BY JIM STEWART
We will build a temperature gauge for the range 0°C to 50°C using a thermistor
in an analog circuit. Why use a thermistor? Two words: temperature transducers.
Along the way, we will look at various ideas such as how to linearize a thermistor,
the effect of thermistor self-heating, and zero and span adjust in a gauge.
Thermistors are inherently non-linear. When
using one as a temperature transducer, there
are two basic approaches to converting its
resistance to the corresponding temperature:
B Value Maximum Heat Dissipation Thermal (°K) Power (W) Constant (m W/°C) Time Constant (seconds)
4100 4. 5 20
■ FIGURE 1
• Digital: Use software and a look-up table to
translate resistance to temperature, or solve the equations
to get T from the measured R.
• Analog: Use a circuit to linearize the resistance vs.
A commonly-used equation for thermistor resistance
as a function of temperature is:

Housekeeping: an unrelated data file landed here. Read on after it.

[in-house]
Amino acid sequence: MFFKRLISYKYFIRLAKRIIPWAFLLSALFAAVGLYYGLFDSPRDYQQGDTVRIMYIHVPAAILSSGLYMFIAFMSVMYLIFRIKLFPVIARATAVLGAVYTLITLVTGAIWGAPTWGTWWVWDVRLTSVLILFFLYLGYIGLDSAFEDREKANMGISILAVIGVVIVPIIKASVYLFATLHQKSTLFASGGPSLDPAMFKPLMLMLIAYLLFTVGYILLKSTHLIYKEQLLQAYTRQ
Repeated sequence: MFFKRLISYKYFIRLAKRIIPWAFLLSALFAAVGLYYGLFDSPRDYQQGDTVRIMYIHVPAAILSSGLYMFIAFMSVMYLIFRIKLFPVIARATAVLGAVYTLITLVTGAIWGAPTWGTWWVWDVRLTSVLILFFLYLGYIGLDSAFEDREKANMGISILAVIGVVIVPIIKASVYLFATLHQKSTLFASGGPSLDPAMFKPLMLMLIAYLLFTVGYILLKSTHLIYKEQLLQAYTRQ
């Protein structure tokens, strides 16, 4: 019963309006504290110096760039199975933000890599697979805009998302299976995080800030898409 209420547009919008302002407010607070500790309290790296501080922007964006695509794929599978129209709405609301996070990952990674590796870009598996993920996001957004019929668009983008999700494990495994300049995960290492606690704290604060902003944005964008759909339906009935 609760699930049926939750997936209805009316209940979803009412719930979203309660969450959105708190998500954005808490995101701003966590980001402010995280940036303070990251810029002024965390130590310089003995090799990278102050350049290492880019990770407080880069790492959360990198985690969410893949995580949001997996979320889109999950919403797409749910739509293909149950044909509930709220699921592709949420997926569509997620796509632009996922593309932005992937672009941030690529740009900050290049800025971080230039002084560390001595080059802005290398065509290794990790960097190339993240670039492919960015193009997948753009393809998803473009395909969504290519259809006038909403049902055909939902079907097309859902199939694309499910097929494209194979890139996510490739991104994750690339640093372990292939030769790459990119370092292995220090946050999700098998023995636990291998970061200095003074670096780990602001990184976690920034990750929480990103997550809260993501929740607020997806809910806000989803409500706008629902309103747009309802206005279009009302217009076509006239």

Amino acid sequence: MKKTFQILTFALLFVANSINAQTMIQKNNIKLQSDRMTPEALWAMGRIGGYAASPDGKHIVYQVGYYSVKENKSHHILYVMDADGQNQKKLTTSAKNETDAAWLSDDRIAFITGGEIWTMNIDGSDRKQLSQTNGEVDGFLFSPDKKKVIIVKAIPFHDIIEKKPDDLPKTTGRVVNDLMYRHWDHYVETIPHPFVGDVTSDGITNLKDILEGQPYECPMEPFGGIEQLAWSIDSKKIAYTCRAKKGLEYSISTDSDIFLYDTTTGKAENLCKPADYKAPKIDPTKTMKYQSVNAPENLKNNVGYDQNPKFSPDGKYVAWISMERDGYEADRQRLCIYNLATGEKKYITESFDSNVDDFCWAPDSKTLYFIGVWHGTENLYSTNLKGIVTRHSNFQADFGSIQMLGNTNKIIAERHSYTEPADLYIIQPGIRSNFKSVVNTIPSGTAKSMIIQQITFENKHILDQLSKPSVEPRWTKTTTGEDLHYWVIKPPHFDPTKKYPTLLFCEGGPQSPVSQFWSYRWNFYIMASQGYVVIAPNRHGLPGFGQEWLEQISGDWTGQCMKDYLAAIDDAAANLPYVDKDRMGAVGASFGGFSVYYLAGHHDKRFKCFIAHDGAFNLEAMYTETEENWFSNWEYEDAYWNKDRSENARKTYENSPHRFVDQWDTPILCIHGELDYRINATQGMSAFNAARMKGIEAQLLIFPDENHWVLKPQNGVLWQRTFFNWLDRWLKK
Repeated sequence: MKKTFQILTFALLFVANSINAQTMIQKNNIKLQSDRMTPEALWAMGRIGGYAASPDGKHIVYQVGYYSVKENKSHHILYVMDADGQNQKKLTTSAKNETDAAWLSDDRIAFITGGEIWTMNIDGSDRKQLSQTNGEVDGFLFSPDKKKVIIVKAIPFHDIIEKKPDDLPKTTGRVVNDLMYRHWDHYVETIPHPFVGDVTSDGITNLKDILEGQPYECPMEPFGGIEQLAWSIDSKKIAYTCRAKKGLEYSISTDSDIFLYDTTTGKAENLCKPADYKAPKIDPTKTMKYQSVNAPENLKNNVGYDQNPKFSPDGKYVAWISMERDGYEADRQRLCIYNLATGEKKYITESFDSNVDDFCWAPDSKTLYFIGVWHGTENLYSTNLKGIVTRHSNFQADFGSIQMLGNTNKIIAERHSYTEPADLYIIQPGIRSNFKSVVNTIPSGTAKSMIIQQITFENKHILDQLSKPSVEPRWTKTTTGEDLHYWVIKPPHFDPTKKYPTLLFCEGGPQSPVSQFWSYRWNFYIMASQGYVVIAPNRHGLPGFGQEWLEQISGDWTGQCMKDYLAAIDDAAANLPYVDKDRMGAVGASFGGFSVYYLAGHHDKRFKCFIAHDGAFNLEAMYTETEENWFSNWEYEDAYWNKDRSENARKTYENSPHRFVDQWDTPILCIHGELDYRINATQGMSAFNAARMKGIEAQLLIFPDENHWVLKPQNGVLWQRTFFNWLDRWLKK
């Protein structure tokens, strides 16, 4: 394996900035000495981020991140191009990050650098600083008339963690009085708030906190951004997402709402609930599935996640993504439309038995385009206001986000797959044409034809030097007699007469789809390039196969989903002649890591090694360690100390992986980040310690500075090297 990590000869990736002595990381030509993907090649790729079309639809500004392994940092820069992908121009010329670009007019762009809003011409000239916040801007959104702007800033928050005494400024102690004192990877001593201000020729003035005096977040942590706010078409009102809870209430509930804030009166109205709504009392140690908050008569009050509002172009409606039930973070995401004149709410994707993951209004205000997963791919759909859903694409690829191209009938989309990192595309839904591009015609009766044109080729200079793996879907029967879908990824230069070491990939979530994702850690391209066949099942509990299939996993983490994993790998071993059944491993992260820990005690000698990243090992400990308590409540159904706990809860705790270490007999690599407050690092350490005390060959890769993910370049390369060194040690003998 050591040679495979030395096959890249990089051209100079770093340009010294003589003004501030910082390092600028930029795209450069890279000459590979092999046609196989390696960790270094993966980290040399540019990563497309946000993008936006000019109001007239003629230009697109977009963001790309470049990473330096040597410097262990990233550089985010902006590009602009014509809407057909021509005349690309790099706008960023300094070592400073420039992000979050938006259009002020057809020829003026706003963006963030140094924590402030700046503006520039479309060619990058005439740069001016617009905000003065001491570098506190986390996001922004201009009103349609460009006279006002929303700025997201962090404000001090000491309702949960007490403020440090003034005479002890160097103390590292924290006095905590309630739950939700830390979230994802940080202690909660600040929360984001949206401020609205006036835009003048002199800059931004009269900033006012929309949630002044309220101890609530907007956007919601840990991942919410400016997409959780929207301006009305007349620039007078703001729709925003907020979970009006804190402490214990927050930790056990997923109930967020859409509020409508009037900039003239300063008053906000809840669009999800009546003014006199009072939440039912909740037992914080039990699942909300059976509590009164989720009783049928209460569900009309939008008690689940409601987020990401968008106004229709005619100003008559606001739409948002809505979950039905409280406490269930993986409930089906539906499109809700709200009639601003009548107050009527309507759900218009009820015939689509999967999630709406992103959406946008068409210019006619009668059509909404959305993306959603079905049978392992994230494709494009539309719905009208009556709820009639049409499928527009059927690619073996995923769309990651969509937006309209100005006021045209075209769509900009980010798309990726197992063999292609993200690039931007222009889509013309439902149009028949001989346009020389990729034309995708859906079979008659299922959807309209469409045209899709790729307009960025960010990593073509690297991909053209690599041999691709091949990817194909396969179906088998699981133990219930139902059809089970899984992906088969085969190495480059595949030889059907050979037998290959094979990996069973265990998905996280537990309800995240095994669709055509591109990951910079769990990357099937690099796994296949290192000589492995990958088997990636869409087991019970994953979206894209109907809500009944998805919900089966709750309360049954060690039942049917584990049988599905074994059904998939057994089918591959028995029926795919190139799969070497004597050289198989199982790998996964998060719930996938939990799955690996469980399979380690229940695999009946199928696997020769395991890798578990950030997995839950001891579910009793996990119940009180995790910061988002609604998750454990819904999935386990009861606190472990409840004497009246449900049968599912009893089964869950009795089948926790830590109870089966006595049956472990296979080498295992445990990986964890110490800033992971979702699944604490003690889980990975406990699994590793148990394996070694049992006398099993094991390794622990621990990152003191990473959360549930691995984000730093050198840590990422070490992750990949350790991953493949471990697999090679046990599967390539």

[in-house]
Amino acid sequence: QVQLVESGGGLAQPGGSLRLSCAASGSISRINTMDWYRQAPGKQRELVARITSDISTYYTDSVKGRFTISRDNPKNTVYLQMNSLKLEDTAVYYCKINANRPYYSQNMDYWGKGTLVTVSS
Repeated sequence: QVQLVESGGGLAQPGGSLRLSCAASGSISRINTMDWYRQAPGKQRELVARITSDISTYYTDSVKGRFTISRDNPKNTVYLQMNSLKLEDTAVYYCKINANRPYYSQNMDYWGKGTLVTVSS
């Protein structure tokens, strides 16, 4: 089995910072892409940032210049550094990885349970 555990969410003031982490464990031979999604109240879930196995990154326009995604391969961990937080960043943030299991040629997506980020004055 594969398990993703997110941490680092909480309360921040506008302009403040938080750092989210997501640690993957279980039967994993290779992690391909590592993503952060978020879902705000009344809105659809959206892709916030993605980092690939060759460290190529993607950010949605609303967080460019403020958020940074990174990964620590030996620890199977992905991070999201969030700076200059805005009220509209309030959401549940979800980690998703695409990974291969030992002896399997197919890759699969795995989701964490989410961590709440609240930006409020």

R(T) = R -1 -1 0 exp[ β(T - T0 ) ]
■ FIGURE 2
T is the temperature being measured while T0 is the
reference temperature (usually 25°C). R is the measured
resistance while R0 is the resistance at T0. T, T0, and the
parameter β (Beta) are all in kelvins (K). Beta (sometimes
written as B) is a characteristic of the material used to make
the thermistor and is given on the device’s datasheet.
The thermistor used is Digi-Key part number PNT119-
ND. Specs for it are shown in Figure 1. The part was
chosen because its disc format makes it more rugged than
a smaller bead type. Also, its thermal time-constant of 20
seconds means it will not respond to short puffs of air.
A similar device with the same R0 and β is part 21T10K
from Electronix Express.
The datasheet gives the resistance at 25°C as 10K.
We will need the resistances at 50°C and 0°C so we will
calculate them here:
50°C = 323.15 kelvins
25°C = 298.15K
0°C = 273.15K
R 50°C = 10K × exp[4100 × (1/323 - 1/298)] = 3.45K
R 0°C = 10K × exp[4100 × (1/273 - 1/298)] = 35.2K
Actually, a C language program (RXCALC) was used
to do the calculations.
A linear function (Figure 2) has the equation y = mx +
b where b is the y intercept and m is the slope. Both b and
m are constants. In instrumentation terms, b is the offset